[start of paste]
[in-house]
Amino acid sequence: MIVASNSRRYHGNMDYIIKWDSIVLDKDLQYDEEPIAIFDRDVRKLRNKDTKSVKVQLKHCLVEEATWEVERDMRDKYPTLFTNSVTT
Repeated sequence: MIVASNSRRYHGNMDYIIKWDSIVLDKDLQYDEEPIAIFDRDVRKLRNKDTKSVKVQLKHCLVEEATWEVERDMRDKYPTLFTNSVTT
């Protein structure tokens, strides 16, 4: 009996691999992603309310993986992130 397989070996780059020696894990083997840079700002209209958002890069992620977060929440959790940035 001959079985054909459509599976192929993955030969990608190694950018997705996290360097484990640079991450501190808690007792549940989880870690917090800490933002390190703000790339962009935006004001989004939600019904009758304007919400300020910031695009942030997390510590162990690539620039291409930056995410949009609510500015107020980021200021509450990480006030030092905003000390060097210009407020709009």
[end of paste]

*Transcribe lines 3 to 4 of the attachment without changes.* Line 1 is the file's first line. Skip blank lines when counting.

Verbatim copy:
Repeated sequence: MIVASNSRRYHGNMDYIIKWDSIVLDKDLQYDEEPIAIFDRDVRKLRNKDTKSVKVQLKHCLVEEATWEVERDMRDKYPTLFTNSVTT
């Protein structure tokens, strides 16, 4: 009996691999992603309310993986992130 397989070996780059020696894990083997840079700002209209958002890069992620977060929440959790940035 001959079985054909459509599976192929993955030969990608190694950018997705996290360097484990640079991450501190808690007792549940989880870690917090800490933002390190703000790339962009935006004001989004939600019904009758304007919400300020910031695009942030997390510590162990690539620039291409930056995410949009609510500015107020980021200021509450990480006030030092905003000390060097210009407020709009």